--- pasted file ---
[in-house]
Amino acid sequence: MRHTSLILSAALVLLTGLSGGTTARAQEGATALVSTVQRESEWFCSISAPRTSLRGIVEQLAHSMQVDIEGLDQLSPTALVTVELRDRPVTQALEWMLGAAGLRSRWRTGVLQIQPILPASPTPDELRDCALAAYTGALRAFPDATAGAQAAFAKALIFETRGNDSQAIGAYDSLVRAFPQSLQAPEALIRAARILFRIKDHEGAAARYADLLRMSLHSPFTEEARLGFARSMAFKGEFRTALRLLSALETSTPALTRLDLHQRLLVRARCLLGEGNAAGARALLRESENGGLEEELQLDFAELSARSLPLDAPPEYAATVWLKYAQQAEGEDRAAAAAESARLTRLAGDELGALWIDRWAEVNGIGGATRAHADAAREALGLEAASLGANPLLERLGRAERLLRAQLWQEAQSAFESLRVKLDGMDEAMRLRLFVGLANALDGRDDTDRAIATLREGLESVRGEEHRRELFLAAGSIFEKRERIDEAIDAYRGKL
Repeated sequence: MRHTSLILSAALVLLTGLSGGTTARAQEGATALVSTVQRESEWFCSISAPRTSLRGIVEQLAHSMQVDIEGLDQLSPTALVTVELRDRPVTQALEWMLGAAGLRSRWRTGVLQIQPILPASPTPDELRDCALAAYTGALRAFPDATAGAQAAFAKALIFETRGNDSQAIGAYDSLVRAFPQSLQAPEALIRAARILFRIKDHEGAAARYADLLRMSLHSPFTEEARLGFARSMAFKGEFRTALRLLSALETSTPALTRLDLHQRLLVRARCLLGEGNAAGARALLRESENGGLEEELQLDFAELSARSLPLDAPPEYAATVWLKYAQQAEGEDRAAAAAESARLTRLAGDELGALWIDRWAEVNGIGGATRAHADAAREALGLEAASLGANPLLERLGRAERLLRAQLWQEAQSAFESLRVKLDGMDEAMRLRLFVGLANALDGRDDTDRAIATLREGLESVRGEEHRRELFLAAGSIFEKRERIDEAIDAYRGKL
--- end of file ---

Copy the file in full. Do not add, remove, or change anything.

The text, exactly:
[in-house]
Amino acid sequence: MRHTSLILSAALVLLTGLSGGTTARAQEGATALVSTVQRESEWFCSISAPRTSLRGIVEQLAHSMQVDIEGLDQLSPTALVTVELRDRPVTQALEWMLGAAGLRSRWRTGVLQIQPILPASPTPDELRDCALAAYTGALRAFPDATAGAQAAFAKALIFETRGNDSQAIGAYDSLVRAFPQSLQAPEALIRAARILFRIKDHEGAAARYADLLRMSLHSPFTEEARLGFARSMAFKGEFRTALRLLSALETSTPALTRLDLHQRLLVRARCLLGEGNAAGARALLRESENGGLEEELQLDFAELSARSLPLDAPPEYAATVWLKYAQQAEGEDRAAAAAESARLTRLAGDELGALWIDRWAEVNGIGGATRAHADAAREALGLEAASLGANPLLERLGRAERLLRAQLWQEAQSAFESLRVKLDGMDEAMRLRLFVGLANALDGRDDTDRAIATLREGLESVRGEEHRRELFLAAGSIFEKRERIDEAIDAYRGKL
Repeated sequence: MRHTSLILSAALVLLTGLSGGTTARAQEGATALVSTVQRESEWFCSISAPRTSLRGIVEQLAHSMQVDIEGLDQLSPTALVTVELRDRPVTQALEWMLGAAGLRSRWRTGVLQIQPILPASPTPDELRDCALAAYTGALRAFPDATAGAQAAFAKALIFETRGNDSQAIGAYDSLVRAFPQSLQAPEALIRAARILFRIKDHEGAAARYADLLRMSLHSPFTEEARLGFARSMAFKGEFRTALRLLSALETSTPALTRLDLHQRLLVRARCLLGEGNAAGARALLRESENGGLEEELQLDFAELSARSLPLDAPPEYAATVWLKYAQQAEGEDRAAAAAESARLTRLAGDELGALWIDRWAEVNGIGGATRAHADAAREALGLEAASLGANPLLERLGRAERLLRAQLWQEAQSAFESLRVKLDGMDEAMRLRLFVGLANALDGRDDTDRAIATLREGLESVRGEEHRRELFLAAGSIFEKRERIDEAIDAYRGKL